Russian opposition leader Alexey Navalny was detained by police at a Moscow airport shortly after returning to Russia for the first time since he was poisoned with a nerve agent this summer.
Navalny had pledged to return to Russia despite the assassination attempt and recent threats from Russian authorities that he would be jailed, saying he refused to be driven into exile. On Sunday, he flew to Moscow on a commercial flight from Germany, where he had been recuperating from the poisoning.
The flight was diverted at the last minute to Moscow’s Sheremetyevo International Airport after authorities suddenly closed another airport where the plane had been scheduled to land and where hundreds of supporters and journalists were waiting for Navalny.
After he disembarked, Russian police approached Navalny while he was standing at passport control and detained him, which was filmed live by a crowd of journalists that had flown with him from Berlin. Navalny kissed his wife, Yulia, goodbye and was led away.
Navalny’s spokesperson, Kira Yarmysh, who flew with him, said police refused to say where they were taking him or to allow his lawyer to accompany him.
Navalny’s arrest Sunday triggered immediate condemnation among western countries, with the president of the European Union calling it unacceptable, and some European countries calling for a response. Estonia, Lithuania and Latvia issued a joint statement demanding Russia immediately release Navalny and said the EU must consider sanctions if he is not.
President-elect Joe Biden’s incoming administration also denounced Navalny’s arrest.
Jake Sullivan, who will be Biden’s national security adviser, wrote on Twitter: “Mr. Navalny should be immediately released, and the perpetrators of the outrageous attack on his life must be held accountable. The Kremlin’s attacks on Mr. Navalny are not just a violation of human rights, but an affront to the Russian people who want their voices heard.”
Amnesty International issued a statement calling Navalny a “prisoner of conscience.”
Navalny had spent months recovering in Germany, where he was flown for treatment after falling critically ill in August while aboard a flight in Siberia. A German military lab later found he had been poisoned with a Novichok nerve agent, a type of chemical weapon developed by the Soviet Union.
Days before his arrival, Russia’s prison service announced Navalny had been placed on a wanted list for allegedly violating the terms of a suspended sentence he received for a 2014 fraud conviction. The prison service recently requested that the suspended three and a half-year sentence be converted to real jail time. The 2014 trial where Navalny received the sentence was later ruled as politically motivated by the European Court of Human Rights.
The federal penitentiary service on Sunday said it had detained Navalny at the airport in relation to that warrant and that he would now be held until a court hearing, which is scheduled for Jan. 29.
Navalny is Russia’s best-known opposition leader and has built up a large grassroots following with his anti-corruption investigations into powerful figures around President Vladimir Putin.
Navalny had said the threats to arrest him were an attempt by the Kremlin to force him into exile after the attempt to kill him with the nerve agent failed.
After landing, Navalny told the journalists traveling with him that he was “completely happy” to be back and that he had no choice but to return.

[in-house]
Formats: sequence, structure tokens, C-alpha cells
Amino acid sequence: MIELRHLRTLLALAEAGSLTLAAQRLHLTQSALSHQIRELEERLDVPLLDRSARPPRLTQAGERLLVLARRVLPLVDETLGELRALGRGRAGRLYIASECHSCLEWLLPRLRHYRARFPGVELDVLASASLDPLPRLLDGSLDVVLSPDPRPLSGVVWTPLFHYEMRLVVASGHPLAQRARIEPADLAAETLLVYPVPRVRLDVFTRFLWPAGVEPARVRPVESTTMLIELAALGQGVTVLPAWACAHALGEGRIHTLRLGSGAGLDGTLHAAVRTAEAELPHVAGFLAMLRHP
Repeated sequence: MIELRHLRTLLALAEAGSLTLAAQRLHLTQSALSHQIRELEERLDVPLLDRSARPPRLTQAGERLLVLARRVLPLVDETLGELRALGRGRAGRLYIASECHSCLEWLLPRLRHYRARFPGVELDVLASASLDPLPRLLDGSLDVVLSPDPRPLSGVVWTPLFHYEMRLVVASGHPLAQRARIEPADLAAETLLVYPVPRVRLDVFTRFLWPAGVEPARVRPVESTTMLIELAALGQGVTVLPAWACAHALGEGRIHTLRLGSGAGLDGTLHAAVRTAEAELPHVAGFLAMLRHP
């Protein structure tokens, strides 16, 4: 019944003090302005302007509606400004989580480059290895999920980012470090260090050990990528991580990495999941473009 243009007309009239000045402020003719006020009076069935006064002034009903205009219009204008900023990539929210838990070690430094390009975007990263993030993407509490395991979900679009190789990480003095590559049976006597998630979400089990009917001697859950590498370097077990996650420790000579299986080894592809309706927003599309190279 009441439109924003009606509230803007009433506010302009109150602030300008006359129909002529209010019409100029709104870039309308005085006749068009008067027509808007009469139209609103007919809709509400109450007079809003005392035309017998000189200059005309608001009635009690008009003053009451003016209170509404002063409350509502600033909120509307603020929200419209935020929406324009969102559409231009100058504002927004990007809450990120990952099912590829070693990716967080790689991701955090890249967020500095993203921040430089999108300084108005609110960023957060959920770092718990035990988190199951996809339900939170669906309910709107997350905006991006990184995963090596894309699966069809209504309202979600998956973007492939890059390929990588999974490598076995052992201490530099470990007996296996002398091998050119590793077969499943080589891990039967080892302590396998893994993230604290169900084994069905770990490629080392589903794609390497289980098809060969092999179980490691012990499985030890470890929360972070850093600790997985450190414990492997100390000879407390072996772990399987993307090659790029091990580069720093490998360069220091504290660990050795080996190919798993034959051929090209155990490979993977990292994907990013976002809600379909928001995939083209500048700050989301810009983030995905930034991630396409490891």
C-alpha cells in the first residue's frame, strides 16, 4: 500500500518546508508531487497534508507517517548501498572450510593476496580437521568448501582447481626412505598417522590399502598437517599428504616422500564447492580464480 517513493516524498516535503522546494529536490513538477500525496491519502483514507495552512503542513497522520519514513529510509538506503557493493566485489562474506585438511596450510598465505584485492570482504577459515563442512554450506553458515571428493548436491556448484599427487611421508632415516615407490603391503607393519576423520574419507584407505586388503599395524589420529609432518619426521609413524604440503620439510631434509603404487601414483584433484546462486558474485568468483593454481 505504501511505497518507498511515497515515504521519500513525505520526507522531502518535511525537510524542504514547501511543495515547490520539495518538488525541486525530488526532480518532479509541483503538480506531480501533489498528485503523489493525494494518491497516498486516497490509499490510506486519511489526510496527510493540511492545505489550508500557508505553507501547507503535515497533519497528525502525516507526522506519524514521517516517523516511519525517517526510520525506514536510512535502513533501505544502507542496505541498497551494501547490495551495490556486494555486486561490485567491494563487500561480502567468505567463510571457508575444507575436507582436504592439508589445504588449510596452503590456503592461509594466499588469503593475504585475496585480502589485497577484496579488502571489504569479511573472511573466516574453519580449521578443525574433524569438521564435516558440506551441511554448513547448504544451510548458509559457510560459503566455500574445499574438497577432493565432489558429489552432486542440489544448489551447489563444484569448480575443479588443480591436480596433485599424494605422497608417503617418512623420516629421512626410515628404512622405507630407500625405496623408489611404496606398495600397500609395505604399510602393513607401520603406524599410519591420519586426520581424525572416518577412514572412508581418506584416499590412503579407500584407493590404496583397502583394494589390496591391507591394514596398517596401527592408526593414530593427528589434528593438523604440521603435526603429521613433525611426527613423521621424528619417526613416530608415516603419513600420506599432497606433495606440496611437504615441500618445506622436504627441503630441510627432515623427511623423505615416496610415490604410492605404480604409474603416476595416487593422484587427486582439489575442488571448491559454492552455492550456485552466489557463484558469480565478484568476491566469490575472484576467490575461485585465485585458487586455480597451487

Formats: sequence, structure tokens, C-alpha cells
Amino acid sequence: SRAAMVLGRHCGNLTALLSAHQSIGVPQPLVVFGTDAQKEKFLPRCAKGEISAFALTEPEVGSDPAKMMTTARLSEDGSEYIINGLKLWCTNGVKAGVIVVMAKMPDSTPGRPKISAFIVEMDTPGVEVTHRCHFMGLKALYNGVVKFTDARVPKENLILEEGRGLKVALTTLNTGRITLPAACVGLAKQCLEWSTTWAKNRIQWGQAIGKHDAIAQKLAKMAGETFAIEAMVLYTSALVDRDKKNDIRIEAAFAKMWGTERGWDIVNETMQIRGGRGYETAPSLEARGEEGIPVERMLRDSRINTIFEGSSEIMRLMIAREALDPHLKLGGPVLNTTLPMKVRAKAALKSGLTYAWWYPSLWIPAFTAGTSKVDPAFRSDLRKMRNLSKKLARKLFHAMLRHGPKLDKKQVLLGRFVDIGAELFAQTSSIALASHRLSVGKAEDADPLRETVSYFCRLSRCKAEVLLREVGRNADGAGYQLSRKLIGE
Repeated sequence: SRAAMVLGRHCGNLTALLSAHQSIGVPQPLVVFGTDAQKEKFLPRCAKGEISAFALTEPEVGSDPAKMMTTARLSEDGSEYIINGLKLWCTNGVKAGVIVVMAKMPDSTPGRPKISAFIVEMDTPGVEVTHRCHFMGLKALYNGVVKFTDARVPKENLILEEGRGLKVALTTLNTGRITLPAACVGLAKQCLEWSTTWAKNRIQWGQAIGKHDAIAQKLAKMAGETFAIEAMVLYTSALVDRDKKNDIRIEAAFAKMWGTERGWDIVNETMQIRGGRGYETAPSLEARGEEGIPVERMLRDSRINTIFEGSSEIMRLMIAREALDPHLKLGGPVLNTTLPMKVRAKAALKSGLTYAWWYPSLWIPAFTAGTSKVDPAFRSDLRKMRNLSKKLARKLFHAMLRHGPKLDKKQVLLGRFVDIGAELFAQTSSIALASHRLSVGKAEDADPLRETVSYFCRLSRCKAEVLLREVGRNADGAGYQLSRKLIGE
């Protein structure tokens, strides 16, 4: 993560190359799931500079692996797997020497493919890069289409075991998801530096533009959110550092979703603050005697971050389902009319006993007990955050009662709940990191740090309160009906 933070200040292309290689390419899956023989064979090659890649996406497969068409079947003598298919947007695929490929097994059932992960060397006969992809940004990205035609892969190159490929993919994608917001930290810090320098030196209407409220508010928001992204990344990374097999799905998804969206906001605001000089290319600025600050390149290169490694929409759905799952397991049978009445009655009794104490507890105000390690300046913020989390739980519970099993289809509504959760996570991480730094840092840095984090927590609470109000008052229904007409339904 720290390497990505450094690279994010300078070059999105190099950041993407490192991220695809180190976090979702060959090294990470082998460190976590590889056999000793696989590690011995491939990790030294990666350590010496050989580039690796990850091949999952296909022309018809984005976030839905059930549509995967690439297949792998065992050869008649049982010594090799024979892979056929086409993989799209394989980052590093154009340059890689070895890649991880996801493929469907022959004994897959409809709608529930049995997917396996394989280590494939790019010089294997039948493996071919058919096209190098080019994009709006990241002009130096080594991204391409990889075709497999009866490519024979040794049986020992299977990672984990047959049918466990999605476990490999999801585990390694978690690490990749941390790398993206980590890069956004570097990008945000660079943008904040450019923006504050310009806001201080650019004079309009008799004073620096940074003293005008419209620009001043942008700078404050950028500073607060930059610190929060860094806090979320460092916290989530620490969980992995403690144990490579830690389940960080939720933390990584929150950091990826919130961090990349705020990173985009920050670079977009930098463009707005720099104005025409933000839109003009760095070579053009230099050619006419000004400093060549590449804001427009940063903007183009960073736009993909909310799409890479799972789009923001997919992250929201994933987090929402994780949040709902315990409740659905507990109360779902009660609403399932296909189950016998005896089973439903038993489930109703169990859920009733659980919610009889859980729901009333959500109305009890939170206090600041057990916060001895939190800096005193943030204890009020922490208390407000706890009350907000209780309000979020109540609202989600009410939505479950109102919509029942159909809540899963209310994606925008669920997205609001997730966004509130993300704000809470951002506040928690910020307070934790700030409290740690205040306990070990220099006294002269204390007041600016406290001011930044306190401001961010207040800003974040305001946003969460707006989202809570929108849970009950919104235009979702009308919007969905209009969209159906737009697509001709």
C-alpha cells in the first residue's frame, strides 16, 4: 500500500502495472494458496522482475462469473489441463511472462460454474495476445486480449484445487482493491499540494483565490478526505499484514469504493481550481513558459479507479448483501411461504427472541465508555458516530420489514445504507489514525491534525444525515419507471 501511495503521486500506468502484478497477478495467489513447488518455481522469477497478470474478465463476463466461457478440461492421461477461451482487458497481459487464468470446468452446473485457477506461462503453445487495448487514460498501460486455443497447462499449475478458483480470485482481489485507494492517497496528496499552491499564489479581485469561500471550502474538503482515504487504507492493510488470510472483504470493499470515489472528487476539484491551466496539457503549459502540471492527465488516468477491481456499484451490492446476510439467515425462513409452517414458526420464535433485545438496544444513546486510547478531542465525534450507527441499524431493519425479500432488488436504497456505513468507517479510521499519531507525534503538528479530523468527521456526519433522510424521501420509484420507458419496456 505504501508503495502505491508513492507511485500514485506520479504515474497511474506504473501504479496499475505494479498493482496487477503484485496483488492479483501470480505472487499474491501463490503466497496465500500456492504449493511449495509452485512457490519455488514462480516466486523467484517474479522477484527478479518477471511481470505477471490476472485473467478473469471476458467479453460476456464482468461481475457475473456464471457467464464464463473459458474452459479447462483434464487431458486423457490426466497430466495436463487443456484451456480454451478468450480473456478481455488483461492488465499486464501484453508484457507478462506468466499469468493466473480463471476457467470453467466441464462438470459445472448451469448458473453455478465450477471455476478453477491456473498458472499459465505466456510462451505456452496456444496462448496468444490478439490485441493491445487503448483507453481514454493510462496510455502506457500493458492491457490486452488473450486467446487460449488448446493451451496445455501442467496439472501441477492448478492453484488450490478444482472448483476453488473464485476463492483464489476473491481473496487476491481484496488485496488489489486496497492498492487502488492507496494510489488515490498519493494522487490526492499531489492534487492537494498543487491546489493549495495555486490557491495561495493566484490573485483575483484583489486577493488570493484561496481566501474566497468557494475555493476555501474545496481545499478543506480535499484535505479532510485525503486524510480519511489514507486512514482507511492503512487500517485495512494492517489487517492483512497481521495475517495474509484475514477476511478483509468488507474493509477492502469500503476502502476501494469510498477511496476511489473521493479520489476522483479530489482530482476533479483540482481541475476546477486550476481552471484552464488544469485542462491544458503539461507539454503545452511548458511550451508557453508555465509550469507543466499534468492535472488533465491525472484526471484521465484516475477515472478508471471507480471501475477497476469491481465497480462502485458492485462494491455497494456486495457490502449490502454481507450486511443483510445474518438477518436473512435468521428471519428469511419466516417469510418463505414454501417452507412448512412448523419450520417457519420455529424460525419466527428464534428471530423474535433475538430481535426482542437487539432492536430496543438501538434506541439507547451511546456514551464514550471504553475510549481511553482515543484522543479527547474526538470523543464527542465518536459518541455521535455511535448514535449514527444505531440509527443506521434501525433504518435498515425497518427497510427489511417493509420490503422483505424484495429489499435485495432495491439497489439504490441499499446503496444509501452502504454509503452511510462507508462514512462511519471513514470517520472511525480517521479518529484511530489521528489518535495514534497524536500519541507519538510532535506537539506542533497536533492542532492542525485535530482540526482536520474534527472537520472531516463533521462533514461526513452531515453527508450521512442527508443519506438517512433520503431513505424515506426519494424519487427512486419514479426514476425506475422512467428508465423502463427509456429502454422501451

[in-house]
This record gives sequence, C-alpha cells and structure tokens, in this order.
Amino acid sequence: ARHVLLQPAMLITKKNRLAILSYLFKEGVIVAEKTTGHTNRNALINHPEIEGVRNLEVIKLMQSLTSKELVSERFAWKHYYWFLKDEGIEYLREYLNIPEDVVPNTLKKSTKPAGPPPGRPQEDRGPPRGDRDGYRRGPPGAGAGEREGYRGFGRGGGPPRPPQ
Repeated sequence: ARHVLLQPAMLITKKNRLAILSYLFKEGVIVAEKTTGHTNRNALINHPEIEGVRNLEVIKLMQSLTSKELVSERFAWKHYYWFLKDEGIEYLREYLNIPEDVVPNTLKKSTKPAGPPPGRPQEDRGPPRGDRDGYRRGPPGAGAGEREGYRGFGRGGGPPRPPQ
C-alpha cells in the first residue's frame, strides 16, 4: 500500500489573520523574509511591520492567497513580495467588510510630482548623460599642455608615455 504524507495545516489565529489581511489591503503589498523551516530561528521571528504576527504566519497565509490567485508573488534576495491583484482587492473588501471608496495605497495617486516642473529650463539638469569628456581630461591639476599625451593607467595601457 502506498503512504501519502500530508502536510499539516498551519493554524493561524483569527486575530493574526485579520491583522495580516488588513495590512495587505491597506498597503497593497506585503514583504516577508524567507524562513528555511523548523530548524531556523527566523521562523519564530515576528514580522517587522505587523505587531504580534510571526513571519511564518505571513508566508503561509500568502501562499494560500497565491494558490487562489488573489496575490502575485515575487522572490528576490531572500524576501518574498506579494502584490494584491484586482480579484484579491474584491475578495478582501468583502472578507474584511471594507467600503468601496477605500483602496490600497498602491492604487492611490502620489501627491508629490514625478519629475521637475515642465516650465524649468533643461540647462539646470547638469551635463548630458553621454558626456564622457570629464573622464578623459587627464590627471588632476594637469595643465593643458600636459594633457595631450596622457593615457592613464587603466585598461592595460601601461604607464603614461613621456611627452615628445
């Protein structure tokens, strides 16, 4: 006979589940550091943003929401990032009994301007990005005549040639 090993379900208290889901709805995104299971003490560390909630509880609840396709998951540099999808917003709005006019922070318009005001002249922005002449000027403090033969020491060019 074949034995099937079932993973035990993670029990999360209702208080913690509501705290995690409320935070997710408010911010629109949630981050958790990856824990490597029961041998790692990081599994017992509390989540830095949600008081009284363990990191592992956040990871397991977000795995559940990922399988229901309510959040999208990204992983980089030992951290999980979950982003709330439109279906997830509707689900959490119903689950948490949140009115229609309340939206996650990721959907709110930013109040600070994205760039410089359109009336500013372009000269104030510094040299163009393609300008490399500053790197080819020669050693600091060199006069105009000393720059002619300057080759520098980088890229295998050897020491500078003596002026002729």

“They ask me, am I afraid? I’m not afraid. I, with an absolutely normal feeling, will go up to passport control, go out and go home, because I know that I am right. I know that all the criminal cases against me are fabricated,” he said. Minutes later he was arrested.
Before flying, Navalny had called on his supporters to meet him at the airport, and authorities took elaborate steps to head off images of a triumphant homecoming. A heavy police presence was deployed at Vnukovo International Airport, where Navalny’s flight had initially been due to arrive, with lines of riot trucks parked outside. The airport abruptly introduced new rules restricting building entry to only those with a ticket.
Several hundred people tried to gather at the airport. Inside, police officers in riot gear with helmets and batons shoved supporters and journalists out onto the street, and at least 37 people were arrested.
The flight was abruptly diverted as it approached Vnukovo, leaving journalists and the supporters in the wrong place. Pobeda Airlines said the airport was closed due to sudden “technical reasons” and that two of its other flights had been forced to divert. After the diversion, police for a time blocked the road out of Vnukovo as journalists tried to reach the other airport.
Navalny’s wife, Yulia, said the decision to divert the plane showed how afraid the Kremlin is of her husband. “The main thing is what Alexey said, that he is not afraid. And I call on you not to be afraid,” she told reporters.
Russia has denied any involvement in Navalny’s poisoning. But an investigation by the independent investigative journalism website Bellingcat last month published evidence that a team of alleged agents from Russia’s FSB intelligence agency had trailed Navalny for years and were present in the Siberian city of Tomsk when he was poisoned. Navalny also recorded one of the alleged agents unwittingly admitting to the plot to Navalny himself in a phone call where he posed as a senior Russian official.
Last month Putin confirmed that the FSB was following Navalny but denied they had poisoned him, saying if they had, “they would have finished the job.”
In addition to the 2014 suspended sentence, Russian prosecutors last month also opened a new criminal case against Navalny for alleged large-scale embezzlement that carries a possible 10-year prison sentence.